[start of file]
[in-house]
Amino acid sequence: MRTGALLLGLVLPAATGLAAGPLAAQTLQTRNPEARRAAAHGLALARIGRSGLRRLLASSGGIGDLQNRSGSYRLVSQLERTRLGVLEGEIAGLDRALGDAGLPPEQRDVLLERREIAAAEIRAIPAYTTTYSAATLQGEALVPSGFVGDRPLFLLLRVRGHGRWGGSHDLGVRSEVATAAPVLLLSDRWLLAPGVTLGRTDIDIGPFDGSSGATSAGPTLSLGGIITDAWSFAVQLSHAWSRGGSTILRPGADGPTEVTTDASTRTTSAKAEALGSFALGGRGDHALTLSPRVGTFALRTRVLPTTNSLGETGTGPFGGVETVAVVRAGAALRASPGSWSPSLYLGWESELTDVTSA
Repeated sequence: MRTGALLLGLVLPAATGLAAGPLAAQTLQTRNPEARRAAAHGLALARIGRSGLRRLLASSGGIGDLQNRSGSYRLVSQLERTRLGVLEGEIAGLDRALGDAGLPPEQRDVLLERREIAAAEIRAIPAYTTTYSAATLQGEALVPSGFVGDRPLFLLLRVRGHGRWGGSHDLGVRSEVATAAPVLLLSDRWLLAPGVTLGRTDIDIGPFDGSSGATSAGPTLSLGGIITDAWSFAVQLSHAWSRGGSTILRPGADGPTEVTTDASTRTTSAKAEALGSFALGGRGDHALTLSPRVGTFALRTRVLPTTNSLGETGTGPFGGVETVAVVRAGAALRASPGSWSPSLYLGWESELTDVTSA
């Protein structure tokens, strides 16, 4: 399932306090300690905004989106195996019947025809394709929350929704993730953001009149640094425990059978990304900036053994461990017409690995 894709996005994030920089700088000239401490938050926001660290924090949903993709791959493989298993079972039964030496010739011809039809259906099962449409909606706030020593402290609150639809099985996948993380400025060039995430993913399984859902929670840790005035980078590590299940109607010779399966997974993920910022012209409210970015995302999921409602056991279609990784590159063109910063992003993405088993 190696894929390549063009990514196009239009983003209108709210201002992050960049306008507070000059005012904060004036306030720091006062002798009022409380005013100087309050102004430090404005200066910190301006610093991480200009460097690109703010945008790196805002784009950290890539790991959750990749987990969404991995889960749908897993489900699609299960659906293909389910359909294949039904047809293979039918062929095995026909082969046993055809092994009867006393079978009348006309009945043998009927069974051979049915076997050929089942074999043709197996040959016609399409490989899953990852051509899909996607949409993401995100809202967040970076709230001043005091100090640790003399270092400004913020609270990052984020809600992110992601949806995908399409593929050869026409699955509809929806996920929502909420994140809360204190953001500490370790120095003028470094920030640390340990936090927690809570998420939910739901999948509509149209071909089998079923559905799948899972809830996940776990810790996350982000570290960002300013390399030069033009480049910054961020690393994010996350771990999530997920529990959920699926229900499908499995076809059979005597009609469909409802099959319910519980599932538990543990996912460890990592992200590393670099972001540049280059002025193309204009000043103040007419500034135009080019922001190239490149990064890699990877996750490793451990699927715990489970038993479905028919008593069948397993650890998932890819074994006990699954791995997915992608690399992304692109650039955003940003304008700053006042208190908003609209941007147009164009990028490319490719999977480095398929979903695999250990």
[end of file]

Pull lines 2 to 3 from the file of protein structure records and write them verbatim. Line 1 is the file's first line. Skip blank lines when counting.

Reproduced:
Amino acid sequence: MRTGALLLGLVLPAATGLAAGPLAAQTLQTRNPEARRAAAHGLALARIGRSGLRRLLASSGGIGDLQNRSGSYRLVSQLERTRLGVLEGEIAGLDRALGDAGLPPEQRDVLLERREIAAAEIRAIPAYTTTYSAATLQGEALVPSGFVGDRPLFLLLRVRGHGRWGGSHDLGVRSEVATAAPVLLLSDRWLLAPGVTLGRTDIDIGPFDGSSGATSAGPTLSLGGIITDAWSFAVQLSHAWSRGGSTILRPGADGPTEVTTDASTRTTSAKAEALGSFALGGRGDHALTLSPRVGTFALRTRVLPTTNSLGETGTGPFGGVETVAVVRAGAALRASPGSWSPSLYLGWESELTDVTSA
Repeated sequence: MRTGALLLGLVLPAATGLAAGPLAAQTLQTRNPEARRAAAHGLALARIGRSGLRRLLASSGGIGDLQNRSGSYRLVSQLERTRLGVLEGEIAGLDRALGDAGLPPEQRDVLLERREIAAAEIRAIPAYTTTYSAATLQGEALVPSGFVGDRPLFLLLRVRGHGRWGGSHDLGVRSEVATAAPVLLLSDRWLLAPGVTLGRTDIDIGPFDGSSGATSAGPTLSLGGIITDAWSFAVQLSHAWSRGGSTILRPGADGPTEVTTDASTRTTSAKAEALGSFALGGRGDHALTLSPRVGTFALRTRVLPTTNSLGETGTGPFGGVETVAVVRAGAALRASPGSWSPSLYLGWESELTDVTSA